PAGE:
by Penny M. Hagerman
Each year, fires cause millions of dollars worth of damage to homes and result in thousands of lives lost. And whether loss is major or minor, partial or total, homeowners often find themselves displaced, facing financial pressure or suffering the loss of a loved one.
But with the right insurance protection, it doesn’t have to be that way. By providing the funds necessary to repair damage, replace the dwelling or pay for the family to live elsewhere temporarily (depending on the insurance policy), the right insurance coverage provides a means of support during a stressful time.
Just the Basics
First adopted in New York in 1943 as part of a basic homeowners policy, fire protection provides insurance against destruction caused by fire, lightening and, in some cases, smoke.
When a fire occurs, the insurer pays for needed repairs, replacement of the home, temporary relocation for occupants or any other items specified by the terms of the insurance contract.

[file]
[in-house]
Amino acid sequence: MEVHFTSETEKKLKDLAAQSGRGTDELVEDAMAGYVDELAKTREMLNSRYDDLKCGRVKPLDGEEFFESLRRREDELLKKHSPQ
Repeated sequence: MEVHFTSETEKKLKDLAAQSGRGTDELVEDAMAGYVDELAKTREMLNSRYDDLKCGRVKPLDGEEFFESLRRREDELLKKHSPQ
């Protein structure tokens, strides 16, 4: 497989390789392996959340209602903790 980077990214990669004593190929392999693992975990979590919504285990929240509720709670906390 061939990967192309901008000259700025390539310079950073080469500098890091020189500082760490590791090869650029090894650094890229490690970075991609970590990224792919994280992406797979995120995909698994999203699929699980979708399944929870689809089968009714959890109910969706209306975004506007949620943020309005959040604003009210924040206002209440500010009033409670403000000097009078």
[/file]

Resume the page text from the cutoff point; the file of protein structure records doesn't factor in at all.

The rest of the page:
However, the home’s contents and medical bills may or may not be covered. It’s wise to speak with an insurance agent ahead of time to make sure these items are covered under your policy. If not and coverage is desired, they may be added to a more basic homeowners policy.
Some Fast Facts
How important is home safety and protection? These statistics reveal all:
- Fire kills more Americans than all natural disasters combined
- Eight out of ten fire deaths occur at home
- A residential fire occurs every 77 seconds
- Unattended cooking is the most common cause of home fire
When kitchen grease goes up in flames or faulty wiring sparks, the family that has the right insurance policy can fix what needs to be fixed, replace what’s irreparably damaged, seek medical attention if needed, and return to the abode as quickly as possible—reducing financial and emotional anguish.
Saving money when insuring your home takes reducing risk. The less risk the insurance company bears, the lower the insurance rates quoted.
Try these steps that make fire less likely, reduce its damage and lower insurance rates:
- Purchase a home close to a hydrant or fire station
- Add smoke detectors and alarm systems connected to emergency services
- Use fire-resistant roofing materials
- Never leave cooking food unattended
- Make sure electrical systems are up to code